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4 Tips for Preventing Blood Clots While Traveling for the Holidays

Stay healthy this holiday.

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With more time spent curled up indoors and Thanksgiving travel plans taking us to the roads and skies to visit loved ones, the risk of blood clots in your legs — known as deep vein thrombosis (DVT) — increases. Extended periods of sitting can trigger clots that can cause pain, swelling, and serious complications if they travel through the bloodstream. Luckily, there are simple steps you can take to reduce your risk. Check out these tips to lower your chance of developing blood clots so you can focus on your family this season.

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Refill your water bottle.

British scientists say drinking plenty of water can reduce DVT risk. Simply sip at least eight ounces of water every two hours, which helps dilute sticky waste in the bloodstream that can create troublesome clots. Tip: Add a squeeze of lemon juice. An Italian study found that flavonoids in citrus fruit improve circulation.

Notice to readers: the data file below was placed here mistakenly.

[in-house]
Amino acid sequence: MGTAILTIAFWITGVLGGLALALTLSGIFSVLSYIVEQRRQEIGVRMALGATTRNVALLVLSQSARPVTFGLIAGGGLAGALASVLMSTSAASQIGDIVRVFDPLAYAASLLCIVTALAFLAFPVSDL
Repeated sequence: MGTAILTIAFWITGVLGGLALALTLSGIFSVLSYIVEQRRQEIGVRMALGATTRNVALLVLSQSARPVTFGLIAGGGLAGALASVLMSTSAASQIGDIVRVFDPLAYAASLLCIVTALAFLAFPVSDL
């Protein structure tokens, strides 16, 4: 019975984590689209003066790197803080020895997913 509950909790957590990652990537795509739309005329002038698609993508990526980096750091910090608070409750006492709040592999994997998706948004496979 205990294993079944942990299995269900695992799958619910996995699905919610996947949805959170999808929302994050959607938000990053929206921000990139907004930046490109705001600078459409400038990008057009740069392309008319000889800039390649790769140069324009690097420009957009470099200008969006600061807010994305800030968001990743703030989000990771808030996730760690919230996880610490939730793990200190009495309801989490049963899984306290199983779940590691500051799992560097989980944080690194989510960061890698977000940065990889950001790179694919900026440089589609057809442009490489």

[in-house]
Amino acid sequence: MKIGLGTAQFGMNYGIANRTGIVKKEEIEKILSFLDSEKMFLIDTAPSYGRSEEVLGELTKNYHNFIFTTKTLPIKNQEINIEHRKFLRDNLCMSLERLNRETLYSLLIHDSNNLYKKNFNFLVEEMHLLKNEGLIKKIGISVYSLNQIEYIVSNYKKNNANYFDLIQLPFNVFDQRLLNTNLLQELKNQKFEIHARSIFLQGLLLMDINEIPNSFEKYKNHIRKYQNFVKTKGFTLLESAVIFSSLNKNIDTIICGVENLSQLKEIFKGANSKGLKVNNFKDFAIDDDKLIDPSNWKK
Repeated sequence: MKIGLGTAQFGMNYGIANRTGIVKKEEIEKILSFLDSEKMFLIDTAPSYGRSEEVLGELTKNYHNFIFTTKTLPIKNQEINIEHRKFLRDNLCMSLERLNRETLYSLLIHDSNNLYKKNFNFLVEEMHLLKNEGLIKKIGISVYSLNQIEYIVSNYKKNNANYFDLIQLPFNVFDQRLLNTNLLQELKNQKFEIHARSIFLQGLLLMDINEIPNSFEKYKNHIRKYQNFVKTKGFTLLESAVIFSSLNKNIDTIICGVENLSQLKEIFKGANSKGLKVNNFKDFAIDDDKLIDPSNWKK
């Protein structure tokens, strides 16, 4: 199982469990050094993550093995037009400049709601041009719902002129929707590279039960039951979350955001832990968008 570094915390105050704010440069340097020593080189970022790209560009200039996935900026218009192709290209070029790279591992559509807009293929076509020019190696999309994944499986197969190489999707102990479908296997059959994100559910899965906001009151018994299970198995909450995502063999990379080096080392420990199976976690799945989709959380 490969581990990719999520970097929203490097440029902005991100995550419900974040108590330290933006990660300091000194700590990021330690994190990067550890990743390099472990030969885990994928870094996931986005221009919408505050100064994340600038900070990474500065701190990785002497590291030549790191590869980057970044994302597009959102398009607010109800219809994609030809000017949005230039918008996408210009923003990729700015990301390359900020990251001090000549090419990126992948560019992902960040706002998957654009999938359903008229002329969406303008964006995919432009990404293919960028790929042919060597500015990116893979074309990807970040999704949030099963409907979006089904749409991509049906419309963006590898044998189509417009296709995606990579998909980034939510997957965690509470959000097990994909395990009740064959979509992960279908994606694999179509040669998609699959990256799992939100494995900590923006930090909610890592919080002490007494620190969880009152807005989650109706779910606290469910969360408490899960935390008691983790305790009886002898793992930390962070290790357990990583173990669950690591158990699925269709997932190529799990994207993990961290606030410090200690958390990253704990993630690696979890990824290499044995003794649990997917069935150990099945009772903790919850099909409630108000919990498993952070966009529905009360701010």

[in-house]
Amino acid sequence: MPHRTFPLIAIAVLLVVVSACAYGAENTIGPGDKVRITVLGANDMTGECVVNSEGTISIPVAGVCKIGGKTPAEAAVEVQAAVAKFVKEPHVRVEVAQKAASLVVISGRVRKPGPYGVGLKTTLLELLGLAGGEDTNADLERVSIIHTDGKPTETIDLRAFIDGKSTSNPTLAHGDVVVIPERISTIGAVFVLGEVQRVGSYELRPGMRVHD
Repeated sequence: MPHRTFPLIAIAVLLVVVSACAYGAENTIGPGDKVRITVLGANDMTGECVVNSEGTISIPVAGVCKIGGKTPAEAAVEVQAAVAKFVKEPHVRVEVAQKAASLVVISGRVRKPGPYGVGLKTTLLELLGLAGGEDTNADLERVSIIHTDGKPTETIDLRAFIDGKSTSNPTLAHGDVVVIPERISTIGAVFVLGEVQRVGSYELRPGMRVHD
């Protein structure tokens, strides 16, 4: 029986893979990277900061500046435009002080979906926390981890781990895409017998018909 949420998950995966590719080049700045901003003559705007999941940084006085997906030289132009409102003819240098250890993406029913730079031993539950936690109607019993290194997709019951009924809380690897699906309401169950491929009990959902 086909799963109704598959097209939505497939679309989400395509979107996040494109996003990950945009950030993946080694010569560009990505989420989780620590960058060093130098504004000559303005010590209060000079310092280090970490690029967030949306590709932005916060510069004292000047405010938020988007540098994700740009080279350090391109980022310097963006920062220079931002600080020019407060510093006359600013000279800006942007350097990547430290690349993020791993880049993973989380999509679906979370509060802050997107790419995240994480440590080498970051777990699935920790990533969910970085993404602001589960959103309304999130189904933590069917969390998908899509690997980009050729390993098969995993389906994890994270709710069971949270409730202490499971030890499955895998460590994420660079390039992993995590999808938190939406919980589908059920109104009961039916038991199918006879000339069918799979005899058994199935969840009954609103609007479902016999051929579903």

Slip on these socks.

Cozy socks are a must on chilly days, and it turns out they can help block clots too. A 2021 study found that compression socks significantly cut DVT risk. They hug the calf muscles, encouraging blood flow to curb the odds of developing a clot. Slip them on anytime you’ll be seated for 4 hours or more. One to try: Physix Gear Sport Compression Socks (Buy from Amazon, $18.23).

Squirm around.

When you’re stuck in your seat, try squirming around. Simply wiggling your toes, rolling your ankles, extending your legs in front of you, or flexing your feet lessens the odds of DVT. How? It promotes proper blood flow to block clots. After you reach your destination, lie down and prop up your legs, which can encourage healthy circulation and reduce swelling.

Try pine bark.

For folks with an increased risk of DVT, including women over 60, smokers, and those who’ve recently had surgery, consider Pycnogenol. Italian scientists say the pine bark extract lowers DVT risk. It ups the production of nitricoxide to relax arteries and improve blood flow.

This article originally appeared in our print magazine, Woman’s World.

This content is not a substitute for professional medical advice or diagnosis. Always consult your physician before pursuing any treatment plan.

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